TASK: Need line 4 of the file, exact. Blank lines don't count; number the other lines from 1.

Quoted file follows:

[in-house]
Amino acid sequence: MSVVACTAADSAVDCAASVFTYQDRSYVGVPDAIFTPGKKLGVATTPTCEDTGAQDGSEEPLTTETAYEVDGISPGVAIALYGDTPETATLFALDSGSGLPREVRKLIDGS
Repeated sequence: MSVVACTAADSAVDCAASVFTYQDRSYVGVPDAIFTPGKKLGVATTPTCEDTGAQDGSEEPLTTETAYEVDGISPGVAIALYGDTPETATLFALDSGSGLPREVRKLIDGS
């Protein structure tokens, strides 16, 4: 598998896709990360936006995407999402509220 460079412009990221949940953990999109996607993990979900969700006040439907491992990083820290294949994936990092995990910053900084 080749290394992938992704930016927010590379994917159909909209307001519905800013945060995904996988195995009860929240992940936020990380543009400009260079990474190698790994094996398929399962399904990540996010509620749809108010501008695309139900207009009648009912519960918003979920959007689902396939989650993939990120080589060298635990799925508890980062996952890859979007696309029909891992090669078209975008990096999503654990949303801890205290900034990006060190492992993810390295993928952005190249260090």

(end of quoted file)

């Protein structure tokens, strides 16, 4: 598998896709990360936006995407999402509220 460079412009990221949940953990999109996607993990979900969700006040439907491992990083820290294949994936990092995990910053900084 080749290394992938992704930016927010590379994917159909909209307001519905800013945060995904996988195995009860929240992940936020990380543009400009260079990474190698790994094996398929399962399904990540996010509620749809108010501008695309139900207009009648009912519960918003979920959007689902396939989650993939990120080589060298635990799925508890980062996952890859979007696309029909891992090669078209975008990096999503654990949303801890205290900034990006060190492992993810390295993928952005190249260090």